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We begin this episode with a land acknowledgement.

This podcast episode is a recording of Law Panel III Federal Anti-Indian Law from the conferece The Religious Origins of White Supremacy: Johnson v. M’Intosh and the Doctrine of Christian Discovery. During this panel, the panelists discuss the Doctrine of Discovery and its impact on Indigenous peoples. They highlight the need for greater integration of these discussions in law schools and the importance of challenging the doctrine in legal cases. The panelists also address the issue of plenary power, which grants the US government absolute authority over Indigenous nations. They argue that the doctrine of Christian discovery and domination is still actively used to take Indigenous lands and disrupt their resources. The panelists emphasize the need to challenge these doctrines and raise awareness about their ongoing impact.

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Show Notes

In a profound exploration of Native American legal battles, the latest episode delves into the historical and ongoing challenges faced by Indigenous communities in the United States. This episode brings to light the underrepresented narratives of Native American representation in law and how the Doctrine of Discovery has continued to shape their rights.

Our esteemed guests, Peter d’Errico, Steven T. Newcomb, and Joseph Heath, bring a wealth of expertise to the table, providing listeners with an enhanced understanding of federal anti-Indian law and the implications of historical legal decisions like the Marshall Trilogy. The conversation critically examines how language and historical narratives have been employed to assert control over Indigenous peoples and critiques the mainstream media’s complicity in maintaining these systemic dominations.

The episode boldly addresses the concept of decolonization, emphasizing the spiritual significance of land to Indigenous peoples and the necessity of acknowledging their efforts to heal and decolonize. This leads to an insightful analysis of the McGirt decision, which confirmed that most of Oklahoma remains an Indian reservation. Justice Gorsuch’s opinion, which notably omits the term “plenary power,” signifies a departure from previous court rulings that upheld the racist and religiously supremacist ideologies embedded in the Lone Wolf decision of 1903.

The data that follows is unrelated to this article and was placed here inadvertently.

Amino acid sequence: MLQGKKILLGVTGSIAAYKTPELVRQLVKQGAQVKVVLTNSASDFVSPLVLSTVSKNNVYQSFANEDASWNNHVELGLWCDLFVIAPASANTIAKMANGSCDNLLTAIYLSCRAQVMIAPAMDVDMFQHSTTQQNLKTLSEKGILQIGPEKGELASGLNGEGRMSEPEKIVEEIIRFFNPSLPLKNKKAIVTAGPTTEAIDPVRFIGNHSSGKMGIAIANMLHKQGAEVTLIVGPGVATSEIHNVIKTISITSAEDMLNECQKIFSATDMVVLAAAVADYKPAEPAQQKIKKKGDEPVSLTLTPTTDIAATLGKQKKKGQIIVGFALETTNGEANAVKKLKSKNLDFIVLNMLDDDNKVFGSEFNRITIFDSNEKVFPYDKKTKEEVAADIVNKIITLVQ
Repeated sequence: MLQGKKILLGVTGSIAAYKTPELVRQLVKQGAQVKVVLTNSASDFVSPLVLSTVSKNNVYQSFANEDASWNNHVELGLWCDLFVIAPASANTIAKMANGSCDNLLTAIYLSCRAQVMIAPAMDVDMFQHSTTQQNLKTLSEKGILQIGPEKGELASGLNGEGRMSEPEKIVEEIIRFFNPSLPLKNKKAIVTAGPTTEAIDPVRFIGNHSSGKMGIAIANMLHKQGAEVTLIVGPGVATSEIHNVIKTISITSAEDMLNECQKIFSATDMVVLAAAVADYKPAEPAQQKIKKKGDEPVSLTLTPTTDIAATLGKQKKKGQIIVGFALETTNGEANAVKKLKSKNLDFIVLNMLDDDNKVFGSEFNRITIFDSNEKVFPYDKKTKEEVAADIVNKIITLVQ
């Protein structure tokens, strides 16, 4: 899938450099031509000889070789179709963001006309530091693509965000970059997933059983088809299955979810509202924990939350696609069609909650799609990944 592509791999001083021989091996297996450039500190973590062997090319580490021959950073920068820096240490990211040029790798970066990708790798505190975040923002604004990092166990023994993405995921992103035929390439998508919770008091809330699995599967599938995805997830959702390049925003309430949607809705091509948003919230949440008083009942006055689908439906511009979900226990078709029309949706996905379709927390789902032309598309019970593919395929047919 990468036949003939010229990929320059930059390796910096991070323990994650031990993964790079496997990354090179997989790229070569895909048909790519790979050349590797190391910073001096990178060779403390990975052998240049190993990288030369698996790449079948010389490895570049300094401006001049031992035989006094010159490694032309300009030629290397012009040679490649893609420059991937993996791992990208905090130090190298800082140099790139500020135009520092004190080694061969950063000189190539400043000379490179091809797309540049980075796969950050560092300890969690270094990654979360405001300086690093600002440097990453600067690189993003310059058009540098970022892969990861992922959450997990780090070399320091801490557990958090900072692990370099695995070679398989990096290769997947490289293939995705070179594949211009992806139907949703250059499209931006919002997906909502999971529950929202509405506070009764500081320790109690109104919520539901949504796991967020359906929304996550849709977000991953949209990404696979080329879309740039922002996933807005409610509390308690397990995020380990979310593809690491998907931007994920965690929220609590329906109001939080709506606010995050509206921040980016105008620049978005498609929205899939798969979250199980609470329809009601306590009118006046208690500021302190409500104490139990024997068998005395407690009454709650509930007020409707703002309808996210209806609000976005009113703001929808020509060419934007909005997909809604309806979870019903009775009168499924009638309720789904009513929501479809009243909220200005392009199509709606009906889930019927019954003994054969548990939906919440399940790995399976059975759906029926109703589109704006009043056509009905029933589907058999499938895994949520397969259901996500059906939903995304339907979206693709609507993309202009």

Justice Clarence Thomas’s skepticism regarding US sovereignty over Native lands echoes through the discussion, pointing to a fundamental shift in perspective that challenges established legal doctrines. The episode culminates with a thought-provoking debate on the implications of US citizenship for Indigenous identity and the potential for empowerment through citizenship of an Indian nation.

The panel does not shy away from critiquing the historical context and its present-day manifestations. It delves into the 1910 decision against the Montaukett people and the continued use of the Christian discovery doctrine to justify the appropriation of Indigenous lands in contemporary times. From the ongoing battle for Apache land at Oak Flat to the disruptions faced by the Navajo Nation, this highlights that the struggle for recognition and justice is as pressing today as ever.

The discussion concludes with an invitation for listeners to join in a collective call for awareness and action. By understanding the intricate intersection of law, sovereignty, and identity within Native American communities, the episode encourages a shift in consciousness that recognizes the inherent rights and sovereignty of Indigenous peoples. It is an urgent reminder that the battle against systemic oppression is far from over and that the fight for Native American justice and land rights must continue with renewed vigor.

Overall, this episode is a clarion call for law schools, litigants, journalists, and legislators to wake up to the realities of political domination and to challenge the historical narratives that have long been accepted without question. It serves as a potent reminder of the resilience of Indigenous communities and the ongoing efforts to assert their rights and identity in the face of legal and political challenges.


Pierson v. Post happened on Shinnecock lands.



  • Music: Onondaga Social Dance songs performed by Orris Edwards and Regis Cook
  • Producers: Jordan Loewen-Colón and Adam DJ Brett
  • Show notes: Adam DJ Brett


Philip P. Arnold and Sandra Bigtree, “S04E061: Unearthing the Foundations: Examining Native American Legal Battles and the Doctrine of Discovery,” Mapping the Doctrine of Discovery (Podcast), February 03, 2024. https://podcast.doctrineofdiscovery.org/season4/episode-01/.

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